Configuration is Not Code


Configuration does not belong in the database. We've known this for years. For ExpressionEngine, Master Config helps us get this right. Pat Pohler has a great introduction to this.

But configuration also does not belong in git. Just like there should be a separation between content and code, there should also be a separation between code and configuration. Anything that can change between environments is configuration, and should not be version controlled.

An app’s config is everything that is likely to vary between deploys (staging, production, developer environments, etc).

Config varies substantially across deploys, code does not.

The Twelve Factor App

Clarification: "Configuration" can mean different things. What I'm talking about here is database logins, API keys, usernames, passwords, etc.; things that vary between environments.

Master Config's config.master.php, on the other hand, should be checked in because Master Config is written so that the settings in this file do not vary between environments.

There are many good reasons why configuration – things that change between environments – should not be tracked.

  1. Secrets stay secret. If you don't check critical credentials – database logins, API keys, etc. – into git, they don't accidentally get leaked into the wild.

    Where I work, we recently received a repo from a local competitor because the client switched to us. That repo contained the root username and password for their database because they checked it in. Now I have it.

    A litmus test for whether an app has all config correctly factored out of the code is whether the codebase could be made open source at any moment, without compromising any credentials. —The Twelve Factor App

    Sometimes, we as professionals have a lot to do, so we forget to sanitize a repo before sharing it. That's reality. But if critical credentials are never in the repo, then we never leak them.

  2. Local environments differ. Your team members' local environments all differ. He uses a different database naming scheme. She actually set a password for her local SQL install.

    That's OK. If config isn't checked into git, you don't have to fight over whose is committed or leave your changes unstaged and try to remember not to commit them. Or worse, have a separate config file checked in for everybody who has ever worked on the site.

    To be fair, Master Config gets this part right:

    What makes this convenient is that we ignore our config.local.php file from Git. That way each local developer has their own config overrides that won’t affect the main repository.

  3. Portability. There are tons of reasons you might want to change configuration. You moved a site to a new server. You temporarily put the site on a new server to evaluate a new hosting provider. You hired an intern and want him to change one small bit of CSS in a local environment. You brought in a consultant to attack a particularly tricky problem.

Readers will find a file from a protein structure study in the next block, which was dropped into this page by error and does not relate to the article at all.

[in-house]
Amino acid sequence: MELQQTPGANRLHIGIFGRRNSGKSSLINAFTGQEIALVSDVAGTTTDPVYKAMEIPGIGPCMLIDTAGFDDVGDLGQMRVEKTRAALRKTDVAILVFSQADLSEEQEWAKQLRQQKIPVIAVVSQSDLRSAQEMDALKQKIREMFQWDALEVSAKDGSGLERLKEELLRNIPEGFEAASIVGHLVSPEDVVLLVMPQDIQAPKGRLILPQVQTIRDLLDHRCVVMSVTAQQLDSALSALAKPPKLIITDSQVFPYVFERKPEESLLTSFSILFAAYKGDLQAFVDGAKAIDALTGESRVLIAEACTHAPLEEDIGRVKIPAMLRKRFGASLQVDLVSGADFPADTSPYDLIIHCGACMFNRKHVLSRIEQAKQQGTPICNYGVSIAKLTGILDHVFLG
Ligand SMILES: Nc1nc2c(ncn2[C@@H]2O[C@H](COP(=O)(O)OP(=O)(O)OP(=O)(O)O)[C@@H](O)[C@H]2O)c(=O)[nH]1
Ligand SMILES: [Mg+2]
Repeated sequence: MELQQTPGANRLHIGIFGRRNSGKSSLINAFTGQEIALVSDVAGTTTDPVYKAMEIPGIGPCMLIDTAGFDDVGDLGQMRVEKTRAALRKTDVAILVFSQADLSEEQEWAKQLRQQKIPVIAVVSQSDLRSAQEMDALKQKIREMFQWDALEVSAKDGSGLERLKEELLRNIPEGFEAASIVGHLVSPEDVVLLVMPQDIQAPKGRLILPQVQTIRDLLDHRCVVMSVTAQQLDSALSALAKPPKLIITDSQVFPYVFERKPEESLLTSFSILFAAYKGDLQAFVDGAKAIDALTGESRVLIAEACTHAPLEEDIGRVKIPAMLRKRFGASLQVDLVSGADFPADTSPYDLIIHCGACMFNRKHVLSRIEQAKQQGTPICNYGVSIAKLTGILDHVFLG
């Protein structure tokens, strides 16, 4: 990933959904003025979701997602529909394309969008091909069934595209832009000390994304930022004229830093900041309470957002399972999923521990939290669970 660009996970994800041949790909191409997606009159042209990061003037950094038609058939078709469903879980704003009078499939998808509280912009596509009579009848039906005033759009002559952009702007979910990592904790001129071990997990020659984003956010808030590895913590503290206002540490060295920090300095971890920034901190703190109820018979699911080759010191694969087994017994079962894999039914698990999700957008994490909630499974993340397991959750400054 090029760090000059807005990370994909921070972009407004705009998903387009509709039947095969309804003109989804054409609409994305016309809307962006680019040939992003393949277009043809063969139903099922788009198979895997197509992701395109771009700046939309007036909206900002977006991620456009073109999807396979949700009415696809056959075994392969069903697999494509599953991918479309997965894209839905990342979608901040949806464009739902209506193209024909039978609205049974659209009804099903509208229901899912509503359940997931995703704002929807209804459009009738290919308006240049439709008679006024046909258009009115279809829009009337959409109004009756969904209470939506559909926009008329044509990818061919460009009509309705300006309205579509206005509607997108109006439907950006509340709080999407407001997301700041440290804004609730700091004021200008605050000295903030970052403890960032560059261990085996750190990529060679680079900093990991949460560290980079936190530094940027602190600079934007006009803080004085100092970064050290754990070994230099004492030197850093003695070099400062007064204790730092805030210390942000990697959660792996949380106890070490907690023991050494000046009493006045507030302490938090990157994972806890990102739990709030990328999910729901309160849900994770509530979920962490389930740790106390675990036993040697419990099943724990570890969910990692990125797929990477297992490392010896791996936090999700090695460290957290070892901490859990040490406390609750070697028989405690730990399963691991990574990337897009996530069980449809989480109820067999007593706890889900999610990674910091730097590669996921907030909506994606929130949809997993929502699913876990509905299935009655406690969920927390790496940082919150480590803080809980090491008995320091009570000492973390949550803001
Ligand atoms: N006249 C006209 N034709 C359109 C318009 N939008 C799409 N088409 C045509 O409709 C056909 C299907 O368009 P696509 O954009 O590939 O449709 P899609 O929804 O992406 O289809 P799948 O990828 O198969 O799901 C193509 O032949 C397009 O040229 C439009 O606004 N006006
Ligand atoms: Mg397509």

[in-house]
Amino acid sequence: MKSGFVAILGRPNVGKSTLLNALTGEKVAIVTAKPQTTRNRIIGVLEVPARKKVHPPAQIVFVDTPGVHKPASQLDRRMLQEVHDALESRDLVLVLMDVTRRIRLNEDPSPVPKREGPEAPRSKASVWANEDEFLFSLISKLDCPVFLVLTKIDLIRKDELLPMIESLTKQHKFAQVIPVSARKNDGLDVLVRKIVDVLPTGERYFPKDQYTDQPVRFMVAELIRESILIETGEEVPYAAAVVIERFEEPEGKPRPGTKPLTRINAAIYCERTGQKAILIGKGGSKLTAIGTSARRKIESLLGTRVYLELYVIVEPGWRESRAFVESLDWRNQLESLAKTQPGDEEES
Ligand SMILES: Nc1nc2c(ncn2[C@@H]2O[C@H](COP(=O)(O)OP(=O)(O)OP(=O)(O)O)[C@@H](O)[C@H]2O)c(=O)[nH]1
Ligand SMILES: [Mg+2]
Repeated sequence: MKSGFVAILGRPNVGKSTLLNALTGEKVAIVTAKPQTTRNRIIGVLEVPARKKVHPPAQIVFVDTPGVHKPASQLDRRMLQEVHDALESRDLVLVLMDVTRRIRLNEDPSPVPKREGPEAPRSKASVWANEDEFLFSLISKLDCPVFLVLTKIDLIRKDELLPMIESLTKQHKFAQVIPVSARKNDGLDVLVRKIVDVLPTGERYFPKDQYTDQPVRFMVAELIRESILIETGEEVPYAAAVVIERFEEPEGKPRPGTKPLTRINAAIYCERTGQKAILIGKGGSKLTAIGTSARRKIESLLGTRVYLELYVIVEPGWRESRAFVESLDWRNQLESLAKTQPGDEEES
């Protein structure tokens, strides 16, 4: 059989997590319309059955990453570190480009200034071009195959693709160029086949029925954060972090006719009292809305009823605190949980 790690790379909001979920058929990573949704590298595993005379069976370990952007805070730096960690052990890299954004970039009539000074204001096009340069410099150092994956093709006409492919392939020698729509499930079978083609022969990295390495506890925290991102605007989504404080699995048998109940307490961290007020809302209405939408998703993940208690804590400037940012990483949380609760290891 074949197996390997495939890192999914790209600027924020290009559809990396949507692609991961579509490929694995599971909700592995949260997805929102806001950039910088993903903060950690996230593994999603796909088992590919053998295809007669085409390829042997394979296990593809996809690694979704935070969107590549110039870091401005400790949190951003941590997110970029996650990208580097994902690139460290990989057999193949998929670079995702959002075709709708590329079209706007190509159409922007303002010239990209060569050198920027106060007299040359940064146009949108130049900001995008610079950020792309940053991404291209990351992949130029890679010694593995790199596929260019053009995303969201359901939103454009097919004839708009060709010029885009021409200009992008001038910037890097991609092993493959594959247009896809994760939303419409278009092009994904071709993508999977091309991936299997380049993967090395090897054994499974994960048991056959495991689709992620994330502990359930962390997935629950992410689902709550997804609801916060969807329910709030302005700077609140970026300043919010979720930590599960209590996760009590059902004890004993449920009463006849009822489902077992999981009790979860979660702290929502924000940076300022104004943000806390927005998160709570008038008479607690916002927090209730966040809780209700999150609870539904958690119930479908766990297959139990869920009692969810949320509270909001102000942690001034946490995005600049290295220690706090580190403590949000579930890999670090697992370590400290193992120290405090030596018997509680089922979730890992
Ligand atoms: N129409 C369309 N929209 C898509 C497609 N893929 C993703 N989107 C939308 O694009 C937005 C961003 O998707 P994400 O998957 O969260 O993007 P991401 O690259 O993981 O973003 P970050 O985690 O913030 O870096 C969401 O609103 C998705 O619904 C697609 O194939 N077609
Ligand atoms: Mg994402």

You don't need a commit to track all of these situations, because it isn't important in the history. You should be able to download the site code and get it running without first having to change a tracked file.

  4. External scripts are easier. When you have a central, tracked config file, you need a way to determine which environment to use. Master Config uses HTTP_HOST to make this choice. But cron jobs and external scripts don't have an HTTP_HOST.

    When your configuration is always stored the same way and in the exact same place, but differs per environment, external scripts can rely on this without needing complicated logic to try to guess the environment.

  5. Bisectable git history. I love git bisect. It helps me find issues fast.

    The other day, I was trying to debug an issue with one of our sites. So of course I first tried git bisect to determine when the issue started occurring. But my configuration was checked into git and it changed recently. So every time I went back in history, my configuration was wrong.

    If my configuration file was ignored by git, this would not have been a problem. Git wouldn't try to change my config file for every step of the git bisect.

The Path Forward

So what should we do instead? Well, we should still use Master Config. It's awesome. Seriously. I don't know what we'd do without it.

What we do at Click Rain is drop all the config.whatever.php files that deal with a specific environment, and we're left with config.master.php and config.env.php. Then we .gitignore the config.env.php so it's only local to the environment and define only configuration that changes between environments.


if ( ! defined('ENV'))
    define('ENV', 'local');
    define('ENV_FULL', 'Local');
    define('ENV_DEBUG', 'true');

    define('DB_HOST', 'localhost');
    define('DB_NAME', 'awesomesite');
    define('DB_USERNAME', 'awesomeuser');
    define('DB_USERNAME', 'qfJZ6yXj17hix249cBiu3g');

The advantage of only using define in the config file is that we can easily load it from external scripts and cron jobs and use the values there as well.

We also want to make it easy to get started when you pull the repo for the first time. We check in a config.env.php.sample so that you can quickly copy it to config.env.php and enter your configuration details.

Configuration isn't code. It's separate and shouldn't be treated like code. We need to start treating configuration like what it is: something that's fluid and changes between environments. We need to start making our lives easier and stop tracking configuration into our code revision repositories.